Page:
§ 68 M. Antonius, P. Dolabella consuls [A.U.C. 710]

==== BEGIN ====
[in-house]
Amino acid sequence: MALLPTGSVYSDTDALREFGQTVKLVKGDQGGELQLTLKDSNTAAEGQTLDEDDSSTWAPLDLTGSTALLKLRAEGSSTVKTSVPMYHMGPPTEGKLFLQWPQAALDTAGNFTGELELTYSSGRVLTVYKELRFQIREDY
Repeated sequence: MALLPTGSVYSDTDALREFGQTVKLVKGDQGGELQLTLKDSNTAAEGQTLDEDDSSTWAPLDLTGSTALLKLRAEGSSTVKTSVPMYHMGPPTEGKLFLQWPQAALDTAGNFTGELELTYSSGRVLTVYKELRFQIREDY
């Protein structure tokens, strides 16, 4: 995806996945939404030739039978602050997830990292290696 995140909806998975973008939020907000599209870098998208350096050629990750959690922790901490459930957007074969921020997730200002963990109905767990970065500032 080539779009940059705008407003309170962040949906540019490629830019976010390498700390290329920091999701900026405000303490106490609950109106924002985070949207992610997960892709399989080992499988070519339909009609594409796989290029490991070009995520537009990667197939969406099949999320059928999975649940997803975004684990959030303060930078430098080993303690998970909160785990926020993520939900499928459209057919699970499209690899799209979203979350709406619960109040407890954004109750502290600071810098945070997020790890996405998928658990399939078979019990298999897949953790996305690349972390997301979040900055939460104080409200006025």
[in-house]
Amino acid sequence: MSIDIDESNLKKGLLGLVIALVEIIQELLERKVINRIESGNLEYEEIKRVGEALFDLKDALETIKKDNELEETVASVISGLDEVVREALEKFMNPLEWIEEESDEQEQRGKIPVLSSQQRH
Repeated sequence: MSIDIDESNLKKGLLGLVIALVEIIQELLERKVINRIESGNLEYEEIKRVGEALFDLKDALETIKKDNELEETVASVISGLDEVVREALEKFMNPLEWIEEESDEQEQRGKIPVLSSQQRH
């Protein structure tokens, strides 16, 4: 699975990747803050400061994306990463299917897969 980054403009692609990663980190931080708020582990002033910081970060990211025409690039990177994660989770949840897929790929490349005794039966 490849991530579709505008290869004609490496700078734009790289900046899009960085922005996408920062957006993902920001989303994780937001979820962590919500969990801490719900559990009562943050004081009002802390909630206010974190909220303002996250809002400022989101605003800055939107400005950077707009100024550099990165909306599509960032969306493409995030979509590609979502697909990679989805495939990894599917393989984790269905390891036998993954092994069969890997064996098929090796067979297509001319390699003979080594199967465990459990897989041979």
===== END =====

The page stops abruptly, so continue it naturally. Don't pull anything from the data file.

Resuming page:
By Caesar’s will, Gaius Octavius formally joined the Julian gens at Brundisium. As he was entering Rome surrounded by a huge crowd, at the third hour under a clear calm sky the sun encircled him with the end of a rainbow such as it usually arches under clouds. At the games of Venus Genetrix, which he offered on behalf of his colleague, all eyes were drawn at the 11th hour to a comet streaming in the north; because it appeared at the games of Venus, it seemed best to dedicate it as an sign of the head of the deified Julius. Although Caesar suffered much because of the monstrous malice of the consul Antony he showed a noble persistence in resisting him. There were earthquakes in rapid succession. The docks and many other places were struck by lightning. A violent whirlwind broke the limbs and threw down a statue which M. Cicero had placed in front of the cella of Minerva, on the day before he went into exile in accordance with the plebiscite; with its shoulders, arms and head broken it portended dreadful things for Cicero himself. The bronze tablets from the temple of Fides were torn off by a whirlwind. The doors of the temple of Ops were broken. Trees were uprooted and many roofs torn off. A torch in the sky seemed to move to the east. A star burned bright for seven days. Three suns shone, and around the lowest sun a crown similar to ears of grain in a circle gleamed out and afterwards when the sun had been reduced to one orb the light was dim for months. In the temple of Castor some letters from the names of the consuls Antony and Dolabella were shaken out, which indicated that both of them would be exiled from their homeland. The baying of a dog was heard during the night in front of his home, from these things especially as the dog was mutilated by the others it portended shameful infamy to Lepidus. At Hostia a school of fish was left on dry land by the flow of the sea. The Padus flooded and when it subsided inside its banks it left a large number of vipers. There was civil war between Antony and Caesar.